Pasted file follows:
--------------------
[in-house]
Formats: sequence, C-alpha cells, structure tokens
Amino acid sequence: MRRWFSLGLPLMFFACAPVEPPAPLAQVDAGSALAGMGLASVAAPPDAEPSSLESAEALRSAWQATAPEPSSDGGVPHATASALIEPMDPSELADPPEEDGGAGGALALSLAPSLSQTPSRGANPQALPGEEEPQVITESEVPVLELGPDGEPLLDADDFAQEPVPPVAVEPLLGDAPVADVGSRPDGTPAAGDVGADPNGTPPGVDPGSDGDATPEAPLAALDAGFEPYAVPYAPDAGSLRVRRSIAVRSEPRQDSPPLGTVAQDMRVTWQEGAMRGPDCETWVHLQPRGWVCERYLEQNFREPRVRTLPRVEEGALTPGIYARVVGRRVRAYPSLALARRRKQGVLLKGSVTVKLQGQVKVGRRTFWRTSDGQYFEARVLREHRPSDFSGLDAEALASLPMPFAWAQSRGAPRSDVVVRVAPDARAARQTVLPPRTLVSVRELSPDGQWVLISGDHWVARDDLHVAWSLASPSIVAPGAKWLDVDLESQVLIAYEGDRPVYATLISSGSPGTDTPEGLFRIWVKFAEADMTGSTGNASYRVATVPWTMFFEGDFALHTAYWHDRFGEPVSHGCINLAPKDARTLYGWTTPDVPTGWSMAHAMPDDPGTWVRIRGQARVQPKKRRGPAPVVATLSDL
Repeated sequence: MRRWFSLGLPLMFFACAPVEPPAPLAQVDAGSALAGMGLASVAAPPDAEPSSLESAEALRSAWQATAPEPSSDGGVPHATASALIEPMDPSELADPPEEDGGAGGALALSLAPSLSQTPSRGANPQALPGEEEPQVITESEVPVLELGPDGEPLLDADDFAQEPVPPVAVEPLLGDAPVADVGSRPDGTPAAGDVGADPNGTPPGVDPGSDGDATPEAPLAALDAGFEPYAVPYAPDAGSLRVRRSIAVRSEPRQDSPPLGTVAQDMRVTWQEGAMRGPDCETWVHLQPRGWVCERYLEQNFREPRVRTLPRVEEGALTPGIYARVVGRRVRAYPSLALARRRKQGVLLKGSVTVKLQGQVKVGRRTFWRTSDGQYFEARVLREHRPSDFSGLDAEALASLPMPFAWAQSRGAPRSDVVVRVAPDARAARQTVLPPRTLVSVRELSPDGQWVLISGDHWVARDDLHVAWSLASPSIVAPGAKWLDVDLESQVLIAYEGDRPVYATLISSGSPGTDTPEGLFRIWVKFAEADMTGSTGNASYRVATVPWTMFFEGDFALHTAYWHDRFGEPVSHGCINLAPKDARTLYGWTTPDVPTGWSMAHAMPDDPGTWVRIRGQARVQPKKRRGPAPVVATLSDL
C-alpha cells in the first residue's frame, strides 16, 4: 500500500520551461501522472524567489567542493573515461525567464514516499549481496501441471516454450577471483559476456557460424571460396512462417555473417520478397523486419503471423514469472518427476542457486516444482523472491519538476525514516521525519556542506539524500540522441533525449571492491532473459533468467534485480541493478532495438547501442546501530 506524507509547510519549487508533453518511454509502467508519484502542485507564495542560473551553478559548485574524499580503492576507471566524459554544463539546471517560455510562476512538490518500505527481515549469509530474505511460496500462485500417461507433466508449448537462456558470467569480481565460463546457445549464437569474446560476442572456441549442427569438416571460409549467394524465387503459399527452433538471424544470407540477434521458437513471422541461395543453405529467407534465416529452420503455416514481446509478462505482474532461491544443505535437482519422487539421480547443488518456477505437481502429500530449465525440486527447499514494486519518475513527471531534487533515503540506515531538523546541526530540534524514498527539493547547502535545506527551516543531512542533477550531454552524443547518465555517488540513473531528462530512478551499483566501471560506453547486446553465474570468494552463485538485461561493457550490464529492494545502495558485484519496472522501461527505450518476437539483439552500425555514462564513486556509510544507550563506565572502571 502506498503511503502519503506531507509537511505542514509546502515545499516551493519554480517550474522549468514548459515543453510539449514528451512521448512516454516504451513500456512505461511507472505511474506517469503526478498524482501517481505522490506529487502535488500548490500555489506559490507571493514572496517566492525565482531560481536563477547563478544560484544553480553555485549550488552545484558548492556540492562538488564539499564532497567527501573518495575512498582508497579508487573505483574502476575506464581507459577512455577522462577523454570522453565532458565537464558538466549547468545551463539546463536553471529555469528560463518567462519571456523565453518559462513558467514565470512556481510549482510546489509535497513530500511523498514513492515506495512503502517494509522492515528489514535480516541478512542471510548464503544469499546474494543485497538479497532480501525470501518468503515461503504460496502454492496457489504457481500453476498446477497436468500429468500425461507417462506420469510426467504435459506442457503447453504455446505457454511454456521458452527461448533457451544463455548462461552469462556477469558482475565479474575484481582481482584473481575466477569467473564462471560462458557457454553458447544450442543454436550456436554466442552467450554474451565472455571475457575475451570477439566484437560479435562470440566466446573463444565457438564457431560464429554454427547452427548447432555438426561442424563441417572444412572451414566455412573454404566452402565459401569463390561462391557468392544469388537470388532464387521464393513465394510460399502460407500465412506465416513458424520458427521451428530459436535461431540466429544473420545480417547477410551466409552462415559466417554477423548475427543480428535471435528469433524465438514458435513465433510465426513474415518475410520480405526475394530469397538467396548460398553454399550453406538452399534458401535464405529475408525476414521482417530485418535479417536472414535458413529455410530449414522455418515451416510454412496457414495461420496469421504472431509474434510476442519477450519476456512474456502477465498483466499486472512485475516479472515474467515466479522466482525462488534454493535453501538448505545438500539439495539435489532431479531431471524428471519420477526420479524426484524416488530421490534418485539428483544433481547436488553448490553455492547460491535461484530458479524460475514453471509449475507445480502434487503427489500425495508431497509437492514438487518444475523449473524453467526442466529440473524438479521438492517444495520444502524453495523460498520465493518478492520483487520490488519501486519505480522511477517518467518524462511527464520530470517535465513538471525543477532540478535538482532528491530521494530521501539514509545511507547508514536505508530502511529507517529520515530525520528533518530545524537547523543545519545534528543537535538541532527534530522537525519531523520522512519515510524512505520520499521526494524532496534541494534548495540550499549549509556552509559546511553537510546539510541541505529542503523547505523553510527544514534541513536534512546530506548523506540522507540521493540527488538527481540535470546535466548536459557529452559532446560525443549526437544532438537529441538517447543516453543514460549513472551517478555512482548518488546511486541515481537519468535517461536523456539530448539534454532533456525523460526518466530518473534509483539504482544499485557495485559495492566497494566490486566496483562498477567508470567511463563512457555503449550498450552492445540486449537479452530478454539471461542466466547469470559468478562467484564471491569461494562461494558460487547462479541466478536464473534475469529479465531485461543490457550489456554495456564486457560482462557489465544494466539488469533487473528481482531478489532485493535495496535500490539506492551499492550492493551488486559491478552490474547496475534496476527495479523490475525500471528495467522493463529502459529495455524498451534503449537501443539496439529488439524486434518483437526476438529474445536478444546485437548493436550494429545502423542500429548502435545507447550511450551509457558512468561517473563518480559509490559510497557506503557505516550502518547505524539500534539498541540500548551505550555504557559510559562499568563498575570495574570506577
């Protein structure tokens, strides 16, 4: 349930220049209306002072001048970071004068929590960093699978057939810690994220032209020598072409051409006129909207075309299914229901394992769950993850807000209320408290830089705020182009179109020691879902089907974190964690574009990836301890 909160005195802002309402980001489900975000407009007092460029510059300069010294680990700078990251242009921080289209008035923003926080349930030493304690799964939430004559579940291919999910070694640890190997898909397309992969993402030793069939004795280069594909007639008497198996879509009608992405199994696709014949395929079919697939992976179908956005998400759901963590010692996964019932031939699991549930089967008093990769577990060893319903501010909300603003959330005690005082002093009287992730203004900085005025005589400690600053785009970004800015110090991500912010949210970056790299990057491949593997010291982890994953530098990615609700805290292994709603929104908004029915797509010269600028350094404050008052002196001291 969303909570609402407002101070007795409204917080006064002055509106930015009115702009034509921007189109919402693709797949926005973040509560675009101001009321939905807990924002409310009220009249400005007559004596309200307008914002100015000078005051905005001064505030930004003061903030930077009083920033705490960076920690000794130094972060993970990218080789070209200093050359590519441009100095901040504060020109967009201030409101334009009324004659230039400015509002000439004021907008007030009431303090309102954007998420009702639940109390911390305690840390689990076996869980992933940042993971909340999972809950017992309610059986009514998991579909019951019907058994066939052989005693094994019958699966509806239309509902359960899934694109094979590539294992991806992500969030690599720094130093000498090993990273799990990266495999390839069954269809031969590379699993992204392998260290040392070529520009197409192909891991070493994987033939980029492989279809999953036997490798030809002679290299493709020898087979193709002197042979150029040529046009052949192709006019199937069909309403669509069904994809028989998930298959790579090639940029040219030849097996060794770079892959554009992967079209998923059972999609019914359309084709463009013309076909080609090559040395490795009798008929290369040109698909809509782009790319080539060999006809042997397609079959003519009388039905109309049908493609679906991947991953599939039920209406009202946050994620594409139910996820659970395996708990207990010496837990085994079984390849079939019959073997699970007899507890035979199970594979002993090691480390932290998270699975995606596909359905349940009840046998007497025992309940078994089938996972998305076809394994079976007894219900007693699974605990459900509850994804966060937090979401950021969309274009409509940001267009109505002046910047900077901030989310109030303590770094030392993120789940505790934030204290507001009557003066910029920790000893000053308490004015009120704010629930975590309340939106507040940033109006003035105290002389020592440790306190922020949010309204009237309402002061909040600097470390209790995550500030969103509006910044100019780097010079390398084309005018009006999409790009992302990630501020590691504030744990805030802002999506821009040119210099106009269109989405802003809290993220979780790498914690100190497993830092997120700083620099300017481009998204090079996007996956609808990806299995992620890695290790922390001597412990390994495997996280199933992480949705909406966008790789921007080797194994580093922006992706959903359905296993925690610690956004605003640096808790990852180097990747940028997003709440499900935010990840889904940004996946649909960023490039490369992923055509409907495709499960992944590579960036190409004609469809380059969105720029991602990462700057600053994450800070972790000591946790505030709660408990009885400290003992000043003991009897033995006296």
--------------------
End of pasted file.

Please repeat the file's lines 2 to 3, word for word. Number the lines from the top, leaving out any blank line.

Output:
Formats: sequence, C-alpha cells, structure tokens
Amino acid sequence: MRRWFSLGLPLMFFACAPVEPPAPLAQVDAGSALAGMGLASVAAPPDAEPSSLESAEALRSAWQATAPEPSSDGGVPHATASALIEPMDPSELADPPEEDGGAGGALALSLAPSLSQTPSRGANPQALPGEEEPQVITESEVPVLELGPDGEPLLDADDFAQEPVPPVAVEPLLGDAPVADVGSRPDGTPAAGDVGADPNGTPPGVDPGSDGDATPEAPLAALDAGFEPYAVPYAPDAGSLRVRRSIAVRSEPRQDSPPLGTVAQDMRVTWQEGAMRGPDCETWVHLQPRGWVCERYLEQNFREPRVRTLPRVEEGALTPGIYARVVGRRVRAYPSLALARRRKQGVLLKGSVTVKLQGQVKVGRRTFWRTSDGQYFEARVLREHRPSDFSGLDAEALASLPMPFAWAQSRGAPRSDVVVRVAPDARAARQTVLPPRTLVSVRELSPDGQWVLISGDHWVARDDLHVAWSLASPSIVAPGAKWLDVDLESQVLIAYEGDRPVYATLISSGSPGTDTPEGLFRIWVKFAEADMTGSTGNASYRVATVPWTMFFEGDFALHTAYWHDRFGEPVSHGCINLAPKDARTLYGWTTPDVPTGWSMAHAMPDDPGTWVRIRGQARVQPKKRRGPAPVVATLSDL